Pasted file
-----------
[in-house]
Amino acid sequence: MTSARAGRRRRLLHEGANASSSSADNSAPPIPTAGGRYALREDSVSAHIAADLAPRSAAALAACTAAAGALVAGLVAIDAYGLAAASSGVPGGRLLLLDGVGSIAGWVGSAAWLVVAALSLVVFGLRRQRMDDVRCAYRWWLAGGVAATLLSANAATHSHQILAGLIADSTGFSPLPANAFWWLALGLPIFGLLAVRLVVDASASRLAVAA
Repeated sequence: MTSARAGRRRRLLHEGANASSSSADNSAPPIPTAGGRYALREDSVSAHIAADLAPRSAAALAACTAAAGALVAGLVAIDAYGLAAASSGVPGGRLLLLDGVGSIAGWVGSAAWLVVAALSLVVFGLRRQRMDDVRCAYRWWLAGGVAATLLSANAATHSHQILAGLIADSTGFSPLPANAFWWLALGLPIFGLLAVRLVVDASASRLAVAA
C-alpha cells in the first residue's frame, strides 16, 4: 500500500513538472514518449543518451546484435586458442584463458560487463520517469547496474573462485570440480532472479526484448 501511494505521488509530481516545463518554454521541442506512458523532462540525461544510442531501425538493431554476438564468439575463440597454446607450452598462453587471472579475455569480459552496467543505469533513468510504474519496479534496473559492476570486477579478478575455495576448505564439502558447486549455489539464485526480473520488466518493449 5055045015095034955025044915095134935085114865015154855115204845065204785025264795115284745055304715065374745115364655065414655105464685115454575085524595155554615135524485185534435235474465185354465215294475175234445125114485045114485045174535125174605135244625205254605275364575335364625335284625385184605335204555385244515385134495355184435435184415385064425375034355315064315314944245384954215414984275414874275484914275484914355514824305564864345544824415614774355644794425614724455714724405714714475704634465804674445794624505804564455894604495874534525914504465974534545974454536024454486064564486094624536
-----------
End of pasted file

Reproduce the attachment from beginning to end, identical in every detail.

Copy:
[in-house]
Amino acid sequence: MTSARAGRRRRLLHEGANASSSSADNSAPPIPTAGGRYALREDSVSAHIAADLAPRSAAALAACTAAAGALVAGLVAIDAYGLAAASSGVPGGRLLLLDGVGSIAGWVGSAAWLVVAALSLVVFGLRRQRMDDVRCAYRWWLAGGVAATLLSANAATHSHQILAGLIADSTGFSPLPANAFWWLALGLPIFGLLAVRLVVDASASRLAVAA
Repeated sequence: MTSARAGRRRRLLHEGANASSSSADNSAPPIPTAGGRYALREDSVSAHIAADLAPRSAAALAACTAAAGALVAGLVAIDAYGLAAASSGVPGGRLLLLDGVGSIAGWVGSAAWLVVAALSLVVFGLRRQRMDDVRCAYRWWLAGGVAATLLSANAATHSHQILAGLIADSTGFSPLPANAFWWLALGLPIFGLLAVRLVVDASASRLAVAA
C-alpha cells in the first residue's frame, strides 16, 4: 500500500513538472514518449543518451546484435586458442584463458560487463520517469547496474573462485570440480532472479526484448 501511494505521488509530481516545463518554454521541442506512458523532462540525461544510442531501425538493431554476438564468439575463440597454446607450452598462453587471472579475455569480459552496467543505469533513468510504474519496479534496473559492476570486477579478478575455495576448505564439502558447486549455489539464485526480473520488466518493449 5055045015095034955025044915095134935085114865015154855115204845065204785025264795115284745055304715065374745115364655065414655105464685115454575085524595155554615135524485185534435235474465185354465215294475175234445125114485045114485045174535125174605135244625205254605275364575335364625335284625385184605335204555385244515385134495355184435435184415385064425375034355315064315314944245384954215414984275414874275484914275484914355514824305564864345544824415614774355644794425614724455714724405714714475704634465804674445794624505804564455894604495874534525914504465974534545974454536024454486064564486094624536